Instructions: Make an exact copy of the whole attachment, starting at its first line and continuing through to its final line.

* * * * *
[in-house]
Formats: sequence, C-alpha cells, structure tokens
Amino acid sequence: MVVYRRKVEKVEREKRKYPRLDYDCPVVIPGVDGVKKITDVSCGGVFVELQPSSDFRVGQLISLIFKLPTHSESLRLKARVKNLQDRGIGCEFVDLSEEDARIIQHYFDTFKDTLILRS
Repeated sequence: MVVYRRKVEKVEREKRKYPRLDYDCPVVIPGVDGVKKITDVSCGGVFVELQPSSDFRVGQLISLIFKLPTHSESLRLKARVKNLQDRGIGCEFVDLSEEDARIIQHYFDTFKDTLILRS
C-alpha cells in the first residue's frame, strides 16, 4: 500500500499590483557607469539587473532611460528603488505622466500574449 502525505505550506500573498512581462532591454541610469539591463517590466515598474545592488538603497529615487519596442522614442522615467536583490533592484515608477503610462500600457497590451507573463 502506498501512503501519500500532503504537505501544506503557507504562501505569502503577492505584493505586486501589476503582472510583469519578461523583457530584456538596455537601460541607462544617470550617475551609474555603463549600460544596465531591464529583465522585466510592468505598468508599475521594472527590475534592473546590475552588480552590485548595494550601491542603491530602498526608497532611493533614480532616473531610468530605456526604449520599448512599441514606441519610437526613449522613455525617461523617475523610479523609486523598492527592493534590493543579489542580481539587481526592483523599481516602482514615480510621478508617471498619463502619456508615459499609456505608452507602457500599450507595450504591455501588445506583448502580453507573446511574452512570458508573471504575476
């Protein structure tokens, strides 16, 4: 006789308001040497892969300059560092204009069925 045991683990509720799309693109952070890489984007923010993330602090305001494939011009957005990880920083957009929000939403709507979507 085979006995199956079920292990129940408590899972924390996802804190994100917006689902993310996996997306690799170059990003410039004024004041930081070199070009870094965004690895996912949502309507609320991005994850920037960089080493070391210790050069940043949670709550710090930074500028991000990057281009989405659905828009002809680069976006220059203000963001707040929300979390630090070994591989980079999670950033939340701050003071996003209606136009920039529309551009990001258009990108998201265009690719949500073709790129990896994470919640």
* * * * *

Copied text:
[in-house]
Formats: sequence, C-alpha cells, structure tokens
Amino acid sequence: MVVYRRKVEKVEREKRKYPRLDYDCPVVIPGVDGVKKITDVSCGGVFVELQPSSDFRVGQLISLIFKLPTHSESLRLKARVKNLQDRGIGCEFVDLSEEDARIIQHYFDTFKDTLILRS
Repeated sequence: MVVYRRKVEKVEREKRKYPRLDYDCPVVIPGVDGVKKITDVSCGGVFVELQPSSDFRVGQLISLIFKLPTHSESLRLKARVKNLQDRGIGCEFVDLSEEDARIIQHYFDTFKDTLILRS
C-alpha cells in the first residue's frame, strides 16, 4: 500500500499590483557607469539587473532611460528603488505622466500574449 502525505505550506500573498512581462532591454541610469539591463517590466515598474545592488538603497529615487519596442522614442522615467536583490533592484515608477503610462500600457497590451507573463 502506498501512503501519500500532503504537505501544506503557507504562501505569502503577492505584493505586486501589476503582472510583469519578461523583457530584456538596455537601460541607462544617470550617475551609474555603463549600460544596465531591464529583465522585466510592468505598468508599475521594472527590475534592473546590475552588480552590485548595494550601491542603491530602498526608497532611493533614480532616473531610468530605456526604449520599448512599441514606441519610437526613449522613455525617461523617475523610479523609486523598492527592493534590493543579489542580481539587481526592483523599481516602482514615480510621478508617471498619463502619456508615459499609456505608452507602457500599450507595450504591455501588445506583448502580453507573446511574452512570458508573471504575476
């Protein structure tokens, strides 16, 4: 006789308001040497892969300059560092204009069925 045991683990509720799309693109952070890489984007923010993330602090305001494939011009957005990880920083957009929000939403709507979507 085979006995199956079920292990129940408590899972924390996802804190994100917006689902993310996996997306690799170059990003410039004024004041930081070199070009870094965004690895996912949502309507609320991005994850920037960089080493070391210790050069940043949670709550710090930074500028991000990057281009989405659905828009002809680069976006220059203000963001707040929300979390630090070994591989980079999670950033939340701050003071996003209606136009920039529309551009990001258009990108998201265009690719949500073709790129990896994470919640």